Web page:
Posted by Colin Fenton on Aug 21, 2018
Since the enunciation of the Four Way Test in 1932, generations of Rotarians have been asking themselves "Is it the truth"?
But Truth itself, the philosopher’s holy grail, comes in many forms, it is rarely simple and often elusive. Apart from wartime, it is arguable that for us, truth has never been more elusive than it is today, in this post-truth world, this world of alternative facts, fake news and misspeak.
Social media has become the weapon of choice in spreading falsehoods faster than truth, and in the USA, there appears to be no such thing as facts. For many, Trump's tweets are "true" regardless of evidence, because they come from him. Facebook, Twitter, Instagram, Snapchat (and others yet unknown to the digitally ignorant) spread information immediately it becomes available with no reference to any authority, so that a few words carry as much weight as a fully researched programme from the BBC.

A recent issue of the "Guardian Weekly" discussed at length the response to the shocking incident of the gas attack in Douma in Syria. The Assad denialists claimed there were no deaths in Douma, but if there were they did not involve chemical weapons. Then again if there were chemical weapons, the rebel groups, the White Helmet volunteers, were responsible, or the whole thing was staged in a TV studio in Britain. So, the argument is no longer our response to the event, but to the very existence of the event. The perpetrators have achieved their purpose, we are confused, we don't know what to believe and who to trust.

But we don't need to look too far from home to find instances of inaccurate information from those anxious to be "first with the news". One morning during a severe storm in Wellington a talk-back radio station broadcast a phone call from a listener who stated, "The Eastbourne ferry is on the rocks at Seatoun and it is sinking". A grandson was on that vessel and you can imagine the effect on his mother who happened to have the radio on at that time. So much for the accuracy of an eye witness account. The woman had given her opinion of what she had seen, it was not factual but to her it was the truth.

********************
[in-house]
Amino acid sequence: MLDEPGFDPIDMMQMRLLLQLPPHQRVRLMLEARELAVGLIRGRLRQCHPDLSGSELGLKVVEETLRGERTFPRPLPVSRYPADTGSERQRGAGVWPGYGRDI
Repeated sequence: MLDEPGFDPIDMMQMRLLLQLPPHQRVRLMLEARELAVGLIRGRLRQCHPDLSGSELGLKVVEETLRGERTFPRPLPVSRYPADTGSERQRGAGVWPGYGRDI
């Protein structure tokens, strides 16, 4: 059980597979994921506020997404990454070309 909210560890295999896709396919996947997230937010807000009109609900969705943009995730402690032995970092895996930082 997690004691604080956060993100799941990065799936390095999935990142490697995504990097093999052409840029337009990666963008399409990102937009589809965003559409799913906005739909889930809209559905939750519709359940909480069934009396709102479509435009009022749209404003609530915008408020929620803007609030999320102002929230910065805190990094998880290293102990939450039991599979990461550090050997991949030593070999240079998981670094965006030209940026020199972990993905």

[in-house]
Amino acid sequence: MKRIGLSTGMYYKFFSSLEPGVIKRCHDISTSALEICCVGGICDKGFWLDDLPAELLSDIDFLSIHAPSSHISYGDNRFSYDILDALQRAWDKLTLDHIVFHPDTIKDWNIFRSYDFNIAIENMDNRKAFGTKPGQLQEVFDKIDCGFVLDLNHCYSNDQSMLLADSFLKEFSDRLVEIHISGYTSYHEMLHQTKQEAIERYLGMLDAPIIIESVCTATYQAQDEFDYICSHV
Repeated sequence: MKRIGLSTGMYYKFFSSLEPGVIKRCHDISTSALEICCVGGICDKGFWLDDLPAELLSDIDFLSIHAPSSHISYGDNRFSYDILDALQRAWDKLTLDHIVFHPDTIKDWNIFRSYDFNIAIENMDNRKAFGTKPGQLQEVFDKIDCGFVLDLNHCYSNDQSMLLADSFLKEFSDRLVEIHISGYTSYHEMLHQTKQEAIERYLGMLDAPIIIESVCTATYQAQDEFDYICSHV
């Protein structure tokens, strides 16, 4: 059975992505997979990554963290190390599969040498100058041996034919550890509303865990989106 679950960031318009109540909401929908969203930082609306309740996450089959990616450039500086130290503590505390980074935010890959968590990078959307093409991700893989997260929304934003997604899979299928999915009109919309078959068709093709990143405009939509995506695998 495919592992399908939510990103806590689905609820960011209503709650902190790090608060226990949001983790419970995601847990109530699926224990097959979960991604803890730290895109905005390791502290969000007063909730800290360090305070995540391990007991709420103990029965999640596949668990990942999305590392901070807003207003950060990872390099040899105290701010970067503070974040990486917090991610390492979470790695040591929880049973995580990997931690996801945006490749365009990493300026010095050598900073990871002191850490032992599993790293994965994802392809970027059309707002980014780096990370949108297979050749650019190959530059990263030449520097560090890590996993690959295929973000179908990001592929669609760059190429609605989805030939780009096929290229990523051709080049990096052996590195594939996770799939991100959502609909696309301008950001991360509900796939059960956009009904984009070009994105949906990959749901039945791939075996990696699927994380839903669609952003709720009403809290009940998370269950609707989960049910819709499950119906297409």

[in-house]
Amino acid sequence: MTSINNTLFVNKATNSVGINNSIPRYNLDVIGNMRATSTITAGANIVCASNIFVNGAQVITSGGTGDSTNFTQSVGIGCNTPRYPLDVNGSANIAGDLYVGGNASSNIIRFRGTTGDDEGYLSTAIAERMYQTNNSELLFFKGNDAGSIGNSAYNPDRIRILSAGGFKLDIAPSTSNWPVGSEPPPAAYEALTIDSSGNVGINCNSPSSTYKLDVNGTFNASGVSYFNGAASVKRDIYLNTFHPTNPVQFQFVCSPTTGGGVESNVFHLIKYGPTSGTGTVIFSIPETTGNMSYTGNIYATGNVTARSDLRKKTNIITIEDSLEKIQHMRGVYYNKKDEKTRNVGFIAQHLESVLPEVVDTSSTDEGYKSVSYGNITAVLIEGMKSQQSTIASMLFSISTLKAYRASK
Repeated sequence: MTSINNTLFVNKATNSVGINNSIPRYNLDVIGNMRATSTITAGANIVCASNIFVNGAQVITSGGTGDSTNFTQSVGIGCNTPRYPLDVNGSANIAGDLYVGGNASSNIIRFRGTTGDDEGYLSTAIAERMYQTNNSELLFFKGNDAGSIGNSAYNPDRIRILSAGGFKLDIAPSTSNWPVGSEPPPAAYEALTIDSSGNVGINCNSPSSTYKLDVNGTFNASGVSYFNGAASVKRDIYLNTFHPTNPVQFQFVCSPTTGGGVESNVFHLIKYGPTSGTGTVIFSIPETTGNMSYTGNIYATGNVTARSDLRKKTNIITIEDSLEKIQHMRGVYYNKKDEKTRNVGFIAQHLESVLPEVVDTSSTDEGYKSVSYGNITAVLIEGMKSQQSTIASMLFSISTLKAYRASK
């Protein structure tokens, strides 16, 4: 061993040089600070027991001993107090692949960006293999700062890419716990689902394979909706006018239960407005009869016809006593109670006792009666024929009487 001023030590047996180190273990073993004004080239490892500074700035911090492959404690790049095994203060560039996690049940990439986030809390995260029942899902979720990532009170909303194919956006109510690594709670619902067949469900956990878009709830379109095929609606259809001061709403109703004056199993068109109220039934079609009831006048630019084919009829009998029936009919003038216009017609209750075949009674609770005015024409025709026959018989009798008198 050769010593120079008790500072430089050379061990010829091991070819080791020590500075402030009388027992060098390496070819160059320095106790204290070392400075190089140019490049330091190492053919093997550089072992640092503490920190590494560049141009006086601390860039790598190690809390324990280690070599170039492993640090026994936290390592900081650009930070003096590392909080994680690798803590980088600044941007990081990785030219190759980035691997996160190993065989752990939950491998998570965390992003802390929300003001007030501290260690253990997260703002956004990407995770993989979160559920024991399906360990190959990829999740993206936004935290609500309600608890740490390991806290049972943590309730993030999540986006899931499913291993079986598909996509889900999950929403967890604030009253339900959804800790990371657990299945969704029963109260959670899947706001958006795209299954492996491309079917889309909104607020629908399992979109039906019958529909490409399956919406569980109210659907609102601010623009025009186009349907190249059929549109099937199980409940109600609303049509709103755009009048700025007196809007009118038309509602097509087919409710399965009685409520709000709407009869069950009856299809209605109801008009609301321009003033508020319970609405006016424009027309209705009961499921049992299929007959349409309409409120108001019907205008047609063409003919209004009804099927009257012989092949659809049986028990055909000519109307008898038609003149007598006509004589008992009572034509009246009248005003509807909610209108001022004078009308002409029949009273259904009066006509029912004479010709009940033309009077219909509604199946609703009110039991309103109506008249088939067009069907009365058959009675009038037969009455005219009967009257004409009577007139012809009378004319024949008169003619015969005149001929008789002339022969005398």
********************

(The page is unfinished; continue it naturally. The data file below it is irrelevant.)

There was an occasion when almost the whole of the front page of the Dom. Post was taken up with an article headed, "Delays left skull injury untreated” and including a large photo of the healthy-looking young woman involved. It was claimed that she had waited for nearly two months for treatment for an apparent skull fracture, the delay resulting in incorrect healing leading to, "the need for complex reconstructive surgery". It took a week for the response to the story to appear in the Letters to the Editor, explaining any delay, and indicating that the problem was a simple cosmetic one associated with a small depression of the bone of the forehead, not apparent in the photo, and that she did not have a fractured skull.

Jonathan Swift (1667-1745) stated it well when he said, "Falsehood flies, and truth comes limping after, so that once men have come to be undeceived, it is too late".

It becomes more of a challenge than ever to separate truth from falsehood, to be appropriately skeptical without being totally cynical. It is easy to cherry-pick from the wealth of information available and come up with whatever conclusion we desire. It was Plato who said, "Reason is the road to all truths", and with respect for the authority of the source of the information, and applying logic, experience, evidence and judgement, we should be able to come a little closer to the answer to any question, "Is it the Truth?"